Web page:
wiscoaster

Well-known member
So do I think the national debt is a problem? Yes. But I think it's a manageable one, precisely because it is based on a fiat currency and interest rates are controlled by individuals with a vested interest in maintaining the value of that currency.
Are you serious?!?! You don't understand it's the mandated function (by law) and official policy of the Federal Reserve to degrade the value of the currency over time? They even have an official target of two percent - that's not a limit, it's a goal.
 

wiscoaster

Well-known member
Why would now be different?
Because much of the rest of the world wants to get off the dollar. Back then there weren't any other contenders. Now, it's not even "the" official reserve currency any more. Several currencies are vying for that position and the IMF combines them into a "Special Drawing Right" based on their fractional use in global financial transactions. The US Dollar Index (which I used to trade years ago) is currently around 92 and a year ago it was around 98. I remember it peaked around 112 sometime pre-pandemic (forget when). So it's already declined in recent history about 17% (who wee - that's $20,000 per contract - I wish I was still trading it, hee hee).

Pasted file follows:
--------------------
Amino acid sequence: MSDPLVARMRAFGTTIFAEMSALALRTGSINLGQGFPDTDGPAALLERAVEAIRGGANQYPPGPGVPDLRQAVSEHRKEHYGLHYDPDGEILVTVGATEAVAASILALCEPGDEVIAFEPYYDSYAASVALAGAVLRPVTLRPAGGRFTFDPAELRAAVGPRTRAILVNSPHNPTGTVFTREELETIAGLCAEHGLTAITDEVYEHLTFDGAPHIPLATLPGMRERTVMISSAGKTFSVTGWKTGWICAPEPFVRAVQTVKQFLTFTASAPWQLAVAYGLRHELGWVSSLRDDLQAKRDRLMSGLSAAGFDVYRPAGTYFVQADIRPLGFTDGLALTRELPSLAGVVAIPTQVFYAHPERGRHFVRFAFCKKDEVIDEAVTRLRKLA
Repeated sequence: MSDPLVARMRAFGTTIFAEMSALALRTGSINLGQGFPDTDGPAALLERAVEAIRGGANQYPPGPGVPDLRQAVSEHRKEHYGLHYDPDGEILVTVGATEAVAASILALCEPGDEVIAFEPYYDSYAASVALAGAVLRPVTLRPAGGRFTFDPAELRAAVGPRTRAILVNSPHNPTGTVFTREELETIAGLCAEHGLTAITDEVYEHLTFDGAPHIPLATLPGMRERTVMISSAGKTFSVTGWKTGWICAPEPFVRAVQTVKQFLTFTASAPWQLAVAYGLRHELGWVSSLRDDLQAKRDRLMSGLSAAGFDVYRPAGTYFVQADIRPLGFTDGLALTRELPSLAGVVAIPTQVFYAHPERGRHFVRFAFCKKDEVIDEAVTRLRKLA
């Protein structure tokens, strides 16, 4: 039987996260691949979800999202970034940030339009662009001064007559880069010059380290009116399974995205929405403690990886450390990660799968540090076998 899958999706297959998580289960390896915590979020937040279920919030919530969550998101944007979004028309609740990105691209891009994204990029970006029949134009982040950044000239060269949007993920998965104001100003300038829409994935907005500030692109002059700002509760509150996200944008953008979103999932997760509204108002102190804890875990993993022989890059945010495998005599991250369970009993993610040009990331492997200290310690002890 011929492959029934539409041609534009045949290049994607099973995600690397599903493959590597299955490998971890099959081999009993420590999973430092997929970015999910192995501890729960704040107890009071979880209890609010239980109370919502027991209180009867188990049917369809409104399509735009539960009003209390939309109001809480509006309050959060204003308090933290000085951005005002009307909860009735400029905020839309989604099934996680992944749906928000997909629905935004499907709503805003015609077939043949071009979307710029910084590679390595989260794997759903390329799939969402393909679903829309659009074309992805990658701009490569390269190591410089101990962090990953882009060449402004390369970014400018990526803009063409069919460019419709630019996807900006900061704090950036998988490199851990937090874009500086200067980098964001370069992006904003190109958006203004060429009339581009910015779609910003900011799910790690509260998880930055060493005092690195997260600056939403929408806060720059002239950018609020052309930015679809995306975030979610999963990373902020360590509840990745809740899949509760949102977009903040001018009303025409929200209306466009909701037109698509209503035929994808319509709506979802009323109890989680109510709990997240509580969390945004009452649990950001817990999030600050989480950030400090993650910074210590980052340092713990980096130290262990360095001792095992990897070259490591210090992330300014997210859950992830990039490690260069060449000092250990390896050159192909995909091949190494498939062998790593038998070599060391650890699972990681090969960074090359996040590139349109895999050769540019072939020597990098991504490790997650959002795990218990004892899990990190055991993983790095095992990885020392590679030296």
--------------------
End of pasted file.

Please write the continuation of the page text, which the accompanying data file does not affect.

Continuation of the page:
roscoe

Active member
Are you serious?!?! You don't understand it's the mandated function (by law) and official policy of the Federal Reserve to degrade the value of the currency over time? They even have an official target of two percent - that's not a limit, it's a goal.

Yes. Inflation by it's nature is an economic stumulator, disincentivizing retention of capital and encouraging spending.
 

WrongHanded

Well-known member
Are you serious?!?! You don't understand it's the mandated function (by law) and official policy of the Federal Reserve to degrade the value of the currency over time? They even have an official target of two percent - that's not a limit, it's a goal.